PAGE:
A survey has been launched to gather views on the way GCSEs, A-Levels and other qualifications were assessed this summer.
The review has been commissioned by Welsh Government, in preparation for next year’s exams, and aims to gather the views of students, teachers and parents.
Initially, a standardisation model was used to determine the exam results, with pupils unable to actually sit them. However, the model proved controversial and Welsh Government scrapped it, instead awarding pupils the grades predicted by their teachers.
In England, Northern Ireland and Scotland, standardisation models were also scrapped in favour of teacher-predicted grades.
The findings of the survey will be compiled into an interim report, which will be shared with Welsh Government’s Education Minister, Kirsty Williams.
Ms Williams will then make a statement on next year’s results before the end of half term.
Welsh Government has faced calls in recent weeks to scrap next year’s exams all together.
- Children receiving free school meals during half-term
- Review to be carried out into single person council tax discount
- Man released on bail after police attacked, cars damaged and window smashed
- Second round exit for Price at International Darts Open
- Protest at Caerphilly Castle over coronavirus pandemic
- Police release CCTV images as part of investigation into woman’s death
Plaid Cymru’s shadow education minister, Sian Gwenllian, said: “With the exam fiasco of the summer still ringing in our ears, now is the time to review the work currently being undertaken by Qualifications Wales and be braver with where this takes us – even if this means scrapping the inflexible GCSE system.”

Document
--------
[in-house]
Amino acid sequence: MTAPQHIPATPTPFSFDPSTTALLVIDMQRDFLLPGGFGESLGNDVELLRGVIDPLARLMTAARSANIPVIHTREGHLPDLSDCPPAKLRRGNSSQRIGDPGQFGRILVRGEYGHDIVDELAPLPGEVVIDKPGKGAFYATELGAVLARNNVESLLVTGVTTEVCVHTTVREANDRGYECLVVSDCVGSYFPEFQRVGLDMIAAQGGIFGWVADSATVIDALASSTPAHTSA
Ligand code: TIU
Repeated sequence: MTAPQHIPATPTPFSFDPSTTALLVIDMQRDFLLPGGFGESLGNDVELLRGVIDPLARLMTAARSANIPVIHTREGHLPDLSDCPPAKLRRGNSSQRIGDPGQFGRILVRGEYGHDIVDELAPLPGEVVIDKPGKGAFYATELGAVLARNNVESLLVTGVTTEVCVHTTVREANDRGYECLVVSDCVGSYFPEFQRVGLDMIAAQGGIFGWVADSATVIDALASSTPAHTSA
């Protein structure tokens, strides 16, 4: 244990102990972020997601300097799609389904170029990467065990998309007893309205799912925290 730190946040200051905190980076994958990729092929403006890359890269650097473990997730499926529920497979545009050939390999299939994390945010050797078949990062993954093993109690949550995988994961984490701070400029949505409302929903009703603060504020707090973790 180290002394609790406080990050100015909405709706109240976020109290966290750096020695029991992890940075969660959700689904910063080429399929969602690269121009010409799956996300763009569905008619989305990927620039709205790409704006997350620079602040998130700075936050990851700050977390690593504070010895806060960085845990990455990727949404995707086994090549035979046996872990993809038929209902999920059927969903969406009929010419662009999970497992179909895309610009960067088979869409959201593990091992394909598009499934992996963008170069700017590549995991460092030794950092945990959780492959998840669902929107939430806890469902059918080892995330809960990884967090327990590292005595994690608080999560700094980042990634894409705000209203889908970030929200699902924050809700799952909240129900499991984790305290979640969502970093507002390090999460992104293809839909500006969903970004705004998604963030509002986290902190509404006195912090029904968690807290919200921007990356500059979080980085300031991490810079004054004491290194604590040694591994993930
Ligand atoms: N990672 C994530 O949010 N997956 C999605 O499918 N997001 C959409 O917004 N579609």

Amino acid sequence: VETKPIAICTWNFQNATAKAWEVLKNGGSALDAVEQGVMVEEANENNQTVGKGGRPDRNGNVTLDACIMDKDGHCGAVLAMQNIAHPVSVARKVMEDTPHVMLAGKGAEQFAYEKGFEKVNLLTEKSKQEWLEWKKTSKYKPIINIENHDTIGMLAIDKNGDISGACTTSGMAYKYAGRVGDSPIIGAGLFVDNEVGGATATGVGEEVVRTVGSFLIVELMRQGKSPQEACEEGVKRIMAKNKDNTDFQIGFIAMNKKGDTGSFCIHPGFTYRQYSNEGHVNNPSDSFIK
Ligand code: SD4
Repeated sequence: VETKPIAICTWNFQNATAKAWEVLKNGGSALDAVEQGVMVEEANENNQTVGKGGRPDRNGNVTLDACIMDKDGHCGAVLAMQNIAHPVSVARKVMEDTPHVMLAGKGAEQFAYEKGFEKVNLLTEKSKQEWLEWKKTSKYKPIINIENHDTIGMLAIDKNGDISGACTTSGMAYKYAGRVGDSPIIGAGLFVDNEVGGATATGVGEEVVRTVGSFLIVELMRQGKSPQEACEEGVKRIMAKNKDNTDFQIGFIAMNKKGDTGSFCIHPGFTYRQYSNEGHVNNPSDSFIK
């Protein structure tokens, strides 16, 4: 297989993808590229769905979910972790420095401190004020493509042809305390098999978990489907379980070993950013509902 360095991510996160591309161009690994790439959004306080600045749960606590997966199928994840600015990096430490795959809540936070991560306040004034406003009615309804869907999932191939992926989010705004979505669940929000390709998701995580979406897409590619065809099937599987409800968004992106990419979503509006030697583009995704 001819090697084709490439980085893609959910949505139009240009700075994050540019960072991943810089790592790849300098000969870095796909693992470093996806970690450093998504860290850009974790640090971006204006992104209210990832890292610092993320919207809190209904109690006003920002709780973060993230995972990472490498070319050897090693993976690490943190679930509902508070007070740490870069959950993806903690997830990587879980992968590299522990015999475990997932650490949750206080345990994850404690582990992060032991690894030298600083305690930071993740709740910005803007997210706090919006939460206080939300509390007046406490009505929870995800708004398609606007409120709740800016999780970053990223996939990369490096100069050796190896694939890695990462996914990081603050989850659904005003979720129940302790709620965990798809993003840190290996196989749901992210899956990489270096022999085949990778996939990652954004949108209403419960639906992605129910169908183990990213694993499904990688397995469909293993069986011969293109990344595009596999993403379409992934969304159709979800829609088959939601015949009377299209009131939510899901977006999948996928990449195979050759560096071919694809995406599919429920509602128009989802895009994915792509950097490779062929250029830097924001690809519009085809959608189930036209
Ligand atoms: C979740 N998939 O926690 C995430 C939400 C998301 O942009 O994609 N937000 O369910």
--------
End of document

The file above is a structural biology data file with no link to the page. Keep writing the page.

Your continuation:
Caerphilly’s Labour Senedd Member, Hefin David, urged people to take part in the survey. He said: “It is crucial that lessons are learned from this year.
“There were many pupils affected by unfair grading last summer as a result of the lockdown restrictions.
“However, this is also about the wider impact it has had on education, wellbeing and confidence in the system – across Wales, not just in my constituency of Caerphilly.
“If you are a student, a parent, a teacher, or indeed anyone with a link to education in Wales, I would urge you to complete the survey and have your say.”
The survey closes on Sunday, October 18. To take part in the survey, visit obv.sr/exsrv
Stay informed with quality, independent, local journalism…that matters
For the last ten years, Caerphilly Observer has provided an award-winning, balanced, and independent news service to the people of Caerphilly County Borough.
We believe the public should be informed about their community, coherently and with context. However, running a professional news service comes at a financial cost.
We are asking readers for their support to help us develop and grow our service.
Our membership costs from just £3 a month and in return, you can use our website without adverts.
Become a member